It’s peak persimmon drying season in Japan right now. And for Wakayama prefecture, a major producer of persimmons, that means that roughly 70 farmers throughout the town of Katsuragi transform their farms into what is reminiscent of Christo and Jeanne-Claude’s The Gates, a 2005 art installation of orange curtains hung through New York’s Central Park.
The reason early November is peak persimmon drying season is because dried persimmons (hoshigaki) are a traditional food that plays a central role in kagamimochi, a New Year’s decoration found in households across Japan. Kagamimochi is assembled by placing white mochi at the base. Next, dried skewered persimmons and, on top, a daidai orange. This structure is said to represent the Imperial Regalia of Japan: the mirror is the mochi, the jewel is the orange and the sword is the skewered persimmons.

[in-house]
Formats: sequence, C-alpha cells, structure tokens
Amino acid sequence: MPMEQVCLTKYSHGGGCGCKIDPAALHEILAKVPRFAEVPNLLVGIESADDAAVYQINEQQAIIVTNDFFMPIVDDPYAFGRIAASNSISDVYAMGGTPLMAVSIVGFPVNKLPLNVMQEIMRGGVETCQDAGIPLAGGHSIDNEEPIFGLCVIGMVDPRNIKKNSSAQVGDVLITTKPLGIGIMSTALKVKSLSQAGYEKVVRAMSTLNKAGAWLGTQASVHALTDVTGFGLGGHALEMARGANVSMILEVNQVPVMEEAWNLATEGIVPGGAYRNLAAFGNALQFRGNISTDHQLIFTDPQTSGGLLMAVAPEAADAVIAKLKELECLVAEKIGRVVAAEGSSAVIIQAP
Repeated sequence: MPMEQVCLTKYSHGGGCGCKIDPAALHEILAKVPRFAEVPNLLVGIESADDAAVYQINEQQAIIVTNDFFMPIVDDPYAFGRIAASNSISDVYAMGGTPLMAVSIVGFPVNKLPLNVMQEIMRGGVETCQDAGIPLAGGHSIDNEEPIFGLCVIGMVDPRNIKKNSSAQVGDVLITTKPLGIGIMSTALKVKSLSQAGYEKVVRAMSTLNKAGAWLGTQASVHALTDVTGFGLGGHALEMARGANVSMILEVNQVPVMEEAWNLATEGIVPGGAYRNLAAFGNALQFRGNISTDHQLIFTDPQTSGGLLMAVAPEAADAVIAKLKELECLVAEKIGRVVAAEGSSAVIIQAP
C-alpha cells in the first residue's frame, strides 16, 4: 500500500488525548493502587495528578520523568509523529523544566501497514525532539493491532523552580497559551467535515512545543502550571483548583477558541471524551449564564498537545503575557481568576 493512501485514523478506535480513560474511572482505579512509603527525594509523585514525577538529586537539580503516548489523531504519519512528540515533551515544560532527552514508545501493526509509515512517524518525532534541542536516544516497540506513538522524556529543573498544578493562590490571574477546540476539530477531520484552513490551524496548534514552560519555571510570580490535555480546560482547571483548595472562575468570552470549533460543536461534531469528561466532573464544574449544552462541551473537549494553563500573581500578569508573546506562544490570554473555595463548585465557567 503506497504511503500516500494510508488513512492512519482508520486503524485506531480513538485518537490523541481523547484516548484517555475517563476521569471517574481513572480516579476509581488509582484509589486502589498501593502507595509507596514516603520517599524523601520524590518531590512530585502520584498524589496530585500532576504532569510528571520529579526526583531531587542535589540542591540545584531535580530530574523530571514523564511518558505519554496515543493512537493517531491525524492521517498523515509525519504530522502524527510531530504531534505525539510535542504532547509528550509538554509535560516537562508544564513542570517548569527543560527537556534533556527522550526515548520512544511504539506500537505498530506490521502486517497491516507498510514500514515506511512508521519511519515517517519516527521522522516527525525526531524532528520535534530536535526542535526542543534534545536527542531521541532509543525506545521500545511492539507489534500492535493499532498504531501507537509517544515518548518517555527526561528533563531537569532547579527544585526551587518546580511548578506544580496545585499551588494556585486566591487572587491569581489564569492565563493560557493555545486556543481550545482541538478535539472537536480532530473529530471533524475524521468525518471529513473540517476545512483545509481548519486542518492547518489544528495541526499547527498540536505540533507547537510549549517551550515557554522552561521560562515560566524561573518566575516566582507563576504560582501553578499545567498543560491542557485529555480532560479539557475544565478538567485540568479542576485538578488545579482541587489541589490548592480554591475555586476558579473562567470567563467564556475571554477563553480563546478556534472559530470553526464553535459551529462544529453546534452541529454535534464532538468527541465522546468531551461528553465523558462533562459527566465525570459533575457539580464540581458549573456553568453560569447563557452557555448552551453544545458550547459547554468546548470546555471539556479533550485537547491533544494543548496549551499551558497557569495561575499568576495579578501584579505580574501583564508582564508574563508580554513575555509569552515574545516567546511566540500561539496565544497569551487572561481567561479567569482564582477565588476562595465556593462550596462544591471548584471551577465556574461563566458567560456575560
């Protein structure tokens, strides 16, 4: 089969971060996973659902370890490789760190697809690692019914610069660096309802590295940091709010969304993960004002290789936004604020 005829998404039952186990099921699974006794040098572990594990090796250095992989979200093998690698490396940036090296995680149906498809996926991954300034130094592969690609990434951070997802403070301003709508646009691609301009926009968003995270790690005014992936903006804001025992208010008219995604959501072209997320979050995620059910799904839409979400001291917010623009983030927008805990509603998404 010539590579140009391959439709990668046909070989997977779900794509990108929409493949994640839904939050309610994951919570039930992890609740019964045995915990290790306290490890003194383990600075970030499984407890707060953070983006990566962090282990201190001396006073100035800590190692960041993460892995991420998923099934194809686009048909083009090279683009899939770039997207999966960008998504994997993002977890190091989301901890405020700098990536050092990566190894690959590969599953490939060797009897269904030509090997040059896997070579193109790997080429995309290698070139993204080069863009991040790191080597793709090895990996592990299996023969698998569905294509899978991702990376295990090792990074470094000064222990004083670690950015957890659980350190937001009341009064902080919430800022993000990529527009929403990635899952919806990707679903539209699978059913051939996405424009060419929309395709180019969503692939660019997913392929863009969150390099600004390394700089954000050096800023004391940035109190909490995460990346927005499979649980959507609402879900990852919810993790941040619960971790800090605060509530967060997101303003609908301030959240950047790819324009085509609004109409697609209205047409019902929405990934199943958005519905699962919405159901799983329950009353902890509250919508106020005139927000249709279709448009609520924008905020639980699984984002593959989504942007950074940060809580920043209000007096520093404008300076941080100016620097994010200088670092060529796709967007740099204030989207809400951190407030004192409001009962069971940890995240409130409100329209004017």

The dried persimmons are arranged on a skewer in a very particular way. A total of 10 of them are skewered with 6 in the middle and 2 on each side. This is important because, as in many cases, the Japanese love wordplay. Two (niko) on each end = smiles (niko niko) on the outside. Six (mutsu) in the middle = harmony (mutsumajiku) on the inside.
But persimmons are special around year-end for a number of other reasons, too. For one thing, they represent a good harvest, and allow us the opportunity to be thankful for that. The persimmon tree is also a very long-living tree, hence symbolizing longevity. And lastly, persimmon (柿) can also be written as 嘉来, meaning ‘happiness to come’. Yes, more wordplay.
Of course, this persimmon post wouldn’t be plenary if I didn’t point out that the photographer who took these photos is named 柿平 (Kakidaira) and has the kanji for persimmon in his last name.